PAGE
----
In a speech to the American Enterprise Institute earlier this year, Speaker-designate John Boehner (R-Ohio) outlined the idea that he, Republican transition chief Greg Walden (R-Ore.) and rank-and-file Republicans are now working to implement.

"Let's do away with the concept of 'comprehensive' spending bills. Let's break them up, to encourage scrutiny, and make spending cuts easier. Rather than pairing agencies and departments together, let them come to the House floor individually, to be judged on their own merit," he said at AEI more than a month before the midterm election. "Members shouldn't have to vote for big spending increases at the Labor Department in order to fund Health and Human Services. Members shouldn't have to vote for big increases at the Commerce Department just because they support NASA. Each department and agency should justify itself each year to the full House and Senate, and be judged on its own."

This is the way budgeting used to be done before the Cold War got into full swing: Congress decided the budget for each part of government separately. The unitary budget process creates a huge ball of wax and the 'take it or leave it' form of governing, in which much bad can be packed into a bill that covers the entire federal government. It is a way to hide spending and force 'compromise' not only amongst parties in Congress but with the President. It is also highly irresponsible as each part of government should receive a separate review and be divided from other agencies to see if it is carrying out its duties in an effective manner consistent with its enabling legislation and the Constitution.

Doing it this way, piece by piece, affords opportunities for savings, reductions or changes in the way an agency works, and a review of an agency each and every year in a way that unitary budget process requirements do not meet. By allowing pork to be packed into a unitary budget, good oversight and control of the fiscal side of government, by Congress, is over-ridden by political needs to 'get things funded'. Congressionally Directed Actions put in by individual Congresscritters means that those items are not properly budget for in the Operations & Management portions of those agencies getting such funds. All accounting for those funds must be done on the set operational budget that does NOT include the earmarks. This stretches staff and reduces proper Congressionally mandated oversight on spending and puts a direct line by individual Congresscritters into government departments. By removing the opportunity for political abuse of the unitary budget process, the actual abuse is expected to diminish.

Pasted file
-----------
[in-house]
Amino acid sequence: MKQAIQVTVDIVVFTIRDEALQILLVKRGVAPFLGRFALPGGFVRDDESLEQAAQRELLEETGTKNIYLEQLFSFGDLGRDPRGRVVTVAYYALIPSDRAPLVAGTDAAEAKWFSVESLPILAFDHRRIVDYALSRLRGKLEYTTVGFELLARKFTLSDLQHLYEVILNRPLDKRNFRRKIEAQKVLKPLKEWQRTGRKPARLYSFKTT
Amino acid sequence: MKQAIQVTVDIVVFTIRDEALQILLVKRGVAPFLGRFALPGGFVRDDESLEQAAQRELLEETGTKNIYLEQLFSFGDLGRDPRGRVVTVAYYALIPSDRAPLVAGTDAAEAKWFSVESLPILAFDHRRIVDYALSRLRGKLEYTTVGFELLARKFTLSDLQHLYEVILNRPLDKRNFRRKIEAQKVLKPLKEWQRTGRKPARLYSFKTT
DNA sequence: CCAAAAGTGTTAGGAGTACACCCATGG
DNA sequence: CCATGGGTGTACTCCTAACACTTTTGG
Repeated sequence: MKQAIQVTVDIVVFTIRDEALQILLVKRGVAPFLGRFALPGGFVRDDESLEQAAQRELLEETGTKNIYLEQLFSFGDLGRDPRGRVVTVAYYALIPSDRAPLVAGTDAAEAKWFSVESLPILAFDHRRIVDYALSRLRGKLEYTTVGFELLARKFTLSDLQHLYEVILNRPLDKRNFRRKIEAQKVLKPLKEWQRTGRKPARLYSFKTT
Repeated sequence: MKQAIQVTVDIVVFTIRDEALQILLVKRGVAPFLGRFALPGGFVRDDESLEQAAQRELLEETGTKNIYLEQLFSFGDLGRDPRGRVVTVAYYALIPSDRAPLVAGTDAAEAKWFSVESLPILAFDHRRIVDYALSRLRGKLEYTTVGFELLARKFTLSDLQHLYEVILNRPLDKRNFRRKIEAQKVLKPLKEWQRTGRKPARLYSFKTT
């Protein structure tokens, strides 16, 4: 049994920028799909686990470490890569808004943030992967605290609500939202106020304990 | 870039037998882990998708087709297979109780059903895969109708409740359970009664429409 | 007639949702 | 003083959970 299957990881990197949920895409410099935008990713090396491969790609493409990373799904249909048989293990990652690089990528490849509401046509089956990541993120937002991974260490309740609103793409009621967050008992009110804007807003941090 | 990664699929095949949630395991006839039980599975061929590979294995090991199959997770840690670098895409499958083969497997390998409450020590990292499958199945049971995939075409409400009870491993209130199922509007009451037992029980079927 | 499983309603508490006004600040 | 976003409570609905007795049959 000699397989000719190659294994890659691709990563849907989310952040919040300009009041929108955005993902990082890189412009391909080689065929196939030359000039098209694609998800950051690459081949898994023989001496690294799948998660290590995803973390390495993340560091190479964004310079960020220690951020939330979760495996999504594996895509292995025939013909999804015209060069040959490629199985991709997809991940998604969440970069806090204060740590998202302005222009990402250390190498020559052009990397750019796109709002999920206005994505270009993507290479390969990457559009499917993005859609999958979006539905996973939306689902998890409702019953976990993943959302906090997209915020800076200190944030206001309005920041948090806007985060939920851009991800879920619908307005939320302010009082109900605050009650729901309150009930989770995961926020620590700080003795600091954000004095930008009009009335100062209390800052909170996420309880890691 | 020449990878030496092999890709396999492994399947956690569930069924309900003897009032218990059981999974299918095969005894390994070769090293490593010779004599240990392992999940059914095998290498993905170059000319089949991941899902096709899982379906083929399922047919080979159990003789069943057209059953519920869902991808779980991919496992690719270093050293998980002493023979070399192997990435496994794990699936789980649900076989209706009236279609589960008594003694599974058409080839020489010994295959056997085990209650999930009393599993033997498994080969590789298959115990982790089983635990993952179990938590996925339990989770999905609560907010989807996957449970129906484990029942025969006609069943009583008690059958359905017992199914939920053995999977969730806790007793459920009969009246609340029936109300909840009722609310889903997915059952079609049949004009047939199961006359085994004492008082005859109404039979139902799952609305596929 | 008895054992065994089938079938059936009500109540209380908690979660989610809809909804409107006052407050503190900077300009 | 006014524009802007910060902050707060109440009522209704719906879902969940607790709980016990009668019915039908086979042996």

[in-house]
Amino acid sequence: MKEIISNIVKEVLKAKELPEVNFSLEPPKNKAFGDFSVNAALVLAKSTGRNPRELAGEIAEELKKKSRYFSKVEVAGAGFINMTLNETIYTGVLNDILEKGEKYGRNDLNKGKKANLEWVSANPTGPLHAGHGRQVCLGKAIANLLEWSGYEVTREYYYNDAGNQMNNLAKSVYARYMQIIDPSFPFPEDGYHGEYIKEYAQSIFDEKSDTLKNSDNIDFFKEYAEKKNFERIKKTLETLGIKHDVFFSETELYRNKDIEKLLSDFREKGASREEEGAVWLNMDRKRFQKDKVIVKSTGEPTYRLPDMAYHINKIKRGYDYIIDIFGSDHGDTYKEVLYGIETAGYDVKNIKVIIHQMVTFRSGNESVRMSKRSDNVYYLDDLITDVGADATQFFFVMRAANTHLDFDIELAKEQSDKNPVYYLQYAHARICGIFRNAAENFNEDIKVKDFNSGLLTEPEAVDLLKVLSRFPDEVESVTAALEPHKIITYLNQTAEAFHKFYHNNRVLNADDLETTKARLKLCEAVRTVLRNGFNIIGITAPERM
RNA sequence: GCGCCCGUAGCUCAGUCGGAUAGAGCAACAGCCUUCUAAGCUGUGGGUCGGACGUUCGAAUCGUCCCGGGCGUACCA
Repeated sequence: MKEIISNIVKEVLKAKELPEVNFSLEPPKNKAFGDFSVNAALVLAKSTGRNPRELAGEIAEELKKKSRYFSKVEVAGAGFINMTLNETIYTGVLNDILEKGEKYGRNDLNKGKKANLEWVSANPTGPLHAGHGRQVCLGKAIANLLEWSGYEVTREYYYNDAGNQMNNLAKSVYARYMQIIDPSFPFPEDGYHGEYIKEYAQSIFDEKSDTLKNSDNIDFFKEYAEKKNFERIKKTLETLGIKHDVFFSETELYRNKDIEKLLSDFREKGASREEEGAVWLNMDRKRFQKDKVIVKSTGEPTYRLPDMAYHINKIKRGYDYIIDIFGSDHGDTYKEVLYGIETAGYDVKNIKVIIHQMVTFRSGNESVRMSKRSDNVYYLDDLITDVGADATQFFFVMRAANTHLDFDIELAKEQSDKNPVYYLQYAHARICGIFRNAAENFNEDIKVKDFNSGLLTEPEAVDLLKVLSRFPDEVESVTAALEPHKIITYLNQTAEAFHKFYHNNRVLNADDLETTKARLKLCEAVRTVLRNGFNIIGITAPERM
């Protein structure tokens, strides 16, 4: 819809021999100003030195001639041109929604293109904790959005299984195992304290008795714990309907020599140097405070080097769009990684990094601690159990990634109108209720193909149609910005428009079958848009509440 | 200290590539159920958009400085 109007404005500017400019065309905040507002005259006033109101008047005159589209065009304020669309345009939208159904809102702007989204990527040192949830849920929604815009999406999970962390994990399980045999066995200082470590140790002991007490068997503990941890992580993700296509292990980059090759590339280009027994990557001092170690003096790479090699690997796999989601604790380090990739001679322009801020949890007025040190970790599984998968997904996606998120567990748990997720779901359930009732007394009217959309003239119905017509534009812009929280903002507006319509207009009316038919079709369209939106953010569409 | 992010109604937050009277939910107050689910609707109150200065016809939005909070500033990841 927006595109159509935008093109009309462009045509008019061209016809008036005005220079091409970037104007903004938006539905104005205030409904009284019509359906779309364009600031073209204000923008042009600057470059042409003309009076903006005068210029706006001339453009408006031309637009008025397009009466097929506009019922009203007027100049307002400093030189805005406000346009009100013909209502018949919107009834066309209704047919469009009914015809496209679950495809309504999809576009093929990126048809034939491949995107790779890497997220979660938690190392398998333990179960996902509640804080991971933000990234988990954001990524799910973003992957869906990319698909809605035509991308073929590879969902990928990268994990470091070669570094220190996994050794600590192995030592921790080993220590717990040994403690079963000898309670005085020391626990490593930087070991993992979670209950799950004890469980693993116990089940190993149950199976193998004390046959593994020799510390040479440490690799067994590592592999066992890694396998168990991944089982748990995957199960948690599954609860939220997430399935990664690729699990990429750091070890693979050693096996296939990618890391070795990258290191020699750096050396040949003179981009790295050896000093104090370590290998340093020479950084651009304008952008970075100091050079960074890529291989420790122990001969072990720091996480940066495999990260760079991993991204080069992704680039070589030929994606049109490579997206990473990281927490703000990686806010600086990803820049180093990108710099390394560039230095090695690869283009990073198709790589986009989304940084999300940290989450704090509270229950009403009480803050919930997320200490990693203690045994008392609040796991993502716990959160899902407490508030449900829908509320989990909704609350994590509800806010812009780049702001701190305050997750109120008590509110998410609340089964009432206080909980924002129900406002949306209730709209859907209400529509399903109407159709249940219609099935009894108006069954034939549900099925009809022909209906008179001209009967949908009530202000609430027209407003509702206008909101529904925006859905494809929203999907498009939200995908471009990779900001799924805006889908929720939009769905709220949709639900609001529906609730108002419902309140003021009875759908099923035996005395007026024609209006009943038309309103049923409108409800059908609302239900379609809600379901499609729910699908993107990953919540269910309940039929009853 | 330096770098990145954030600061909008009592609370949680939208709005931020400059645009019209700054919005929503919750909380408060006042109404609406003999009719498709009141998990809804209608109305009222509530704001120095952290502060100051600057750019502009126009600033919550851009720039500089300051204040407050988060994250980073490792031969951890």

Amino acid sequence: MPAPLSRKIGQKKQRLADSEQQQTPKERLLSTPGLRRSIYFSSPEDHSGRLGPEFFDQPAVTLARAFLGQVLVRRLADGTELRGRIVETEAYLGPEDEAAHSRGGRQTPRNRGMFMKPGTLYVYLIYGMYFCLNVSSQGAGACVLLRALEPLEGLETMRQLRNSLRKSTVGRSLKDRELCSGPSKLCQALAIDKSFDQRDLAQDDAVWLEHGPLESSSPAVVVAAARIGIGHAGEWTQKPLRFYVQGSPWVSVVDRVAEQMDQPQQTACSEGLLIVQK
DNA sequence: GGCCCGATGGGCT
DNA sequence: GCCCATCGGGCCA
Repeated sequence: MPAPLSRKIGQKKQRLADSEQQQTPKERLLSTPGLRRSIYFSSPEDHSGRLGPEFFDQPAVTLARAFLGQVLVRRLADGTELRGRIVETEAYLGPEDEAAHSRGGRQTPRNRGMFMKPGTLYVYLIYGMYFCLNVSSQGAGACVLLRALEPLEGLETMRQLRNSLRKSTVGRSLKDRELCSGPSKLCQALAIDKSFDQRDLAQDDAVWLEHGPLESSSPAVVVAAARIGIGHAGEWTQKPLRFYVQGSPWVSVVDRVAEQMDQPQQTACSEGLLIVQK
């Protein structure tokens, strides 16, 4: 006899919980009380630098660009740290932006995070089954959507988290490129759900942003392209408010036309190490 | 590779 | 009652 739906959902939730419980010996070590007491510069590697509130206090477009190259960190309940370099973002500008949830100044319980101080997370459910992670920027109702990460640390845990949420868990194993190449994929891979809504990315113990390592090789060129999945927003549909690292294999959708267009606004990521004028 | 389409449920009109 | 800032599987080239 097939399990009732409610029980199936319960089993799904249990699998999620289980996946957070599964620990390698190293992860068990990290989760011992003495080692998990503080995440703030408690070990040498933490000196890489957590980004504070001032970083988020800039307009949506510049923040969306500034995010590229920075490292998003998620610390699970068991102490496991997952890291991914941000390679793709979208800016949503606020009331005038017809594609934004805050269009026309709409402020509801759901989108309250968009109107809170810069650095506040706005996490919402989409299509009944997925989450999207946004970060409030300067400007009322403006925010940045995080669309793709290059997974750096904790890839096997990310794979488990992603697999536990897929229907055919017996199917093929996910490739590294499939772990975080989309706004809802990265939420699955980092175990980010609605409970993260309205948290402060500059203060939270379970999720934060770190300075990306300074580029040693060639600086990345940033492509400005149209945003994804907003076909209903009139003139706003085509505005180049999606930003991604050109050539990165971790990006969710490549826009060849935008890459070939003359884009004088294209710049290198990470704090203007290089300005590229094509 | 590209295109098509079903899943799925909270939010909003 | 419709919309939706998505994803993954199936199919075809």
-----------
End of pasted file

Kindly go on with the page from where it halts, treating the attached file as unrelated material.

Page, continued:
Beyond that salutary effect, however, there is something even better with this process: cutting budgets of individual departments or agencies, or even requiring that they schedule to reduce their overall size or disband completely. This form of budgeting to remove an agency is rarer, still, as Congress so rarely does this as to make such times noticeable, as I pointed out in another piece. That is the formal 'tell the agency it is time to tidy up and go home' form of Congressional budgeting. There is the other form when no spending is coming forth via the budgetary process to fund a department or agency: shutdown.